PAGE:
When used as a router, one port is used to connect to your broadband gateway and the other can be connected to a switch, an ethernet NAS box, or what have you. Deploy the Google Wifi as a node, and either ethernet port can be used for anything: wired backhaul, if you have hardwired ethernet in your walls; network storage; and so on. You can also use the node as a wireless bridge for client devices that otherwise wouldn’t be able to join your Wi-Fi network. A USB port is notably absent. Most competing mesh routers have at least one USB port, but none of the ones we’ve seen so far have been usable.
You’ll need an Android or iOS device with a camera to install a Google Wifi as either a router or a node. The app scans a QR code printed on the bottom of the router to identify it. The next step is to assign a location-based name for the router (Office, Kitchen, Den, and so on), so you can identify it later. The final steps in the process are to give your new Wi-Fi network a name and create a password for it.
If your ISP gave you a broadband gateway/router, as is common these days, the app will helpfully inform you that the new router is now behind another router, which might adversely impact its performance. Google’s suggestion to remove the other router isn’t going to work in most scenarios. And Google’s other suggestion, to put the Google Wifi into bridge mode, comes with a “not recommended” footnote. Personally, I get around the double-NAT situation by configuring my ISP’s gateway to pass the public IP address through to my main router, so that it can handle network address translation.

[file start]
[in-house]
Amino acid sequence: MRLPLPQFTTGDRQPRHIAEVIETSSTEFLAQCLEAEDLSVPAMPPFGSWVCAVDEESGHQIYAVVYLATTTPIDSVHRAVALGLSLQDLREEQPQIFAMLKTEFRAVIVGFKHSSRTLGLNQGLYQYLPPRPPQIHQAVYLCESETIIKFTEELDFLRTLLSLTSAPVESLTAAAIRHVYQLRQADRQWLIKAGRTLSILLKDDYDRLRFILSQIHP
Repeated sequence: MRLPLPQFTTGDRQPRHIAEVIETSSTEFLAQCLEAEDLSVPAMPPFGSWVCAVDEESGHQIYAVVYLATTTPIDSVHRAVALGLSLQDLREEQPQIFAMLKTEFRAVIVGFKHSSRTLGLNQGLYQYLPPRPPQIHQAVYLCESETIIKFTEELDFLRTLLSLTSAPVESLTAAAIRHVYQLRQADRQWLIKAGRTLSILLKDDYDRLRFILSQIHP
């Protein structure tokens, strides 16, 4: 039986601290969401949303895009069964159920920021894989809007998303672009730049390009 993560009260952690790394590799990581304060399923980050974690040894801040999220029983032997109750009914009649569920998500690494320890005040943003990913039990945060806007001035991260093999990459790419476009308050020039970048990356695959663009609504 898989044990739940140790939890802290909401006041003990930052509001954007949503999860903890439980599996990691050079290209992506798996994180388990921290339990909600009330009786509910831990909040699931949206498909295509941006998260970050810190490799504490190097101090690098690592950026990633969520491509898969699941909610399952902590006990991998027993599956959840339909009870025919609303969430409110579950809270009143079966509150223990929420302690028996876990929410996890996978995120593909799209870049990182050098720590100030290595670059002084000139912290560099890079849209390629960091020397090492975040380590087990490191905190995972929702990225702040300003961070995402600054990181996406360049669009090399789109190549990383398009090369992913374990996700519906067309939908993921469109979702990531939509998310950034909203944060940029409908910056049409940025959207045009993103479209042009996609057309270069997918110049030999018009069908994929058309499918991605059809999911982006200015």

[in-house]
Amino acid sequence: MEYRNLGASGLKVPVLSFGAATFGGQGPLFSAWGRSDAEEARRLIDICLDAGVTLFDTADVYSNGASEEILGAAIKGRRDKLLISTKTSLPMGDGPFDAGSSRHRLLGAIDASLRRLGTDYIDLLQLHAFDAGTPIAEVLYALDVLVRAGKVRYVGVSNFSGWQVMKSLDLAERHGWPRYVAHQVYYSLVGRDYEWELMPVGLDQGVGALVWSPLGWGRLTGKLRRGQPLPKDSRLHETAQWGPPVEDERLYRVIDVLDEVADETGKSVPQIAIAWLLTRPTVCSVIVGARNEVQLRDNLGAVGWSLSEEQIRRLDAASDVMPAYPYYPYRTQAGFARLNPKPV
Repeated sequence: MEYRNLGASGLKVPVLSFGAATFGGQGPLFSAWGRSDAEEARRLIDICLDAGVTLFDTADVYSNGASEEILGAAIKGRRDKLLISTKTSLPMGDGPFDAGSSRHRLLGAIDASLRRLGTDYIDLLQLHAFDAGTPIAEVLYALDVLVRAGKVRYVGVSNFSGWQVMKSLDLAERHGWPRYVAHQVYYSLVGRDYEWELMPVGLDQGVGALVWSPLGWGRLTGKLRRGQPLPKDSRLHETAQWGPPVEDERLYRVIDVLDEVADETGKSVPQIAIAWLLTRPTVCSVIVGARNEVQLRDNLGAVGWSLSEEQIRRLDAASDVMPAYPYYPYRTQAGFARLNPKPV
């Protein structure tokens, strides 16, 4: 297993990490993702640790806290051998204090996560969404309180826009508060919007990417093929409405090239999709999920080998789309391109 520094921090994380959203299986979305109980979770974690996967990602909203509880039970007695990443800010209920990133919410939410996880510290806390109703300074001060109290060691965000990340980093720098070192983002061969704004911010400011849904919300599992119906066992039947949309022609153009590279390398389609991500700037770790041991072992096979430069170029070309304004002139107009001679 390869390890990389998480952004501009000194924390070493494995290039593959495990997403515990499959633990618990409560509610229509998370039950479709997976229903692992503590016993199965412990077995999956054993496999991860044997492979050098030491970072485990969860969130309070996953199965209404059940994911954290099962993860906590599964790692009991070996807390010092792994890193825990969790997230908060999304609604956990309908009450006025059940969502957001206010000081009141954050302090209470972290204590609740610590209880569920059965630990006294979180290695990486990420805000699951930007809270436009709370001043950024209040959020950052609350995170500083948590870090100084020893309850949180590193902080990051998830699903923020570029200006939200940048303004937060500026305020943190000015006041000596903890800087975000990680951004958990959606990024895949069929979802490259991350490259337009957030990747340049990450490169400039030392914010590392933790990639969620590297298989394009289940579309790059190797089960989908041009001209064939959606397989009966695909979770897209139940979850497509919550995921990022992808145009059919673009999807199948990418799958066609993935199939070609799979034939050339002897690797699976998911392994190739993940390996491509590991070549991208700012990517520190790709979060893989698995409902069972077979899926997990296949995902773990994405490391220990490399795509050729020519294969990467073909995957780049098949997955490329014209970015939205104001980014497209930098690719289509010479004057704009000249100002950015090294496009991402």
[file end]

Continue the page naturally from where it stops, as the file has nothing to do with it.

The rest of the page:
Google Wi-Fi was able to provide more than 100Mbps of throughput to a room that was 65 feet away from the router, a distance an Apple Airport Time Capsule couldn’t reach at all.
The installation process takes just a few minutes and you don’t really need to know anything about how networks operate to get it done quickly. The router will even automatically download and install the latest available firmware, so that you’re protected from whatever exploits might be out there. Once your router is set up, you can perform an internet speed test to make sure you’re getting the upload and download speeds you’re paying your ISP for. You can also test your local network itself, but where the first test yields actual numbers, the second one just characterizes your network speed as “good” or what have you. Expanding the size of your mesh network with additional nodes is just as easy.
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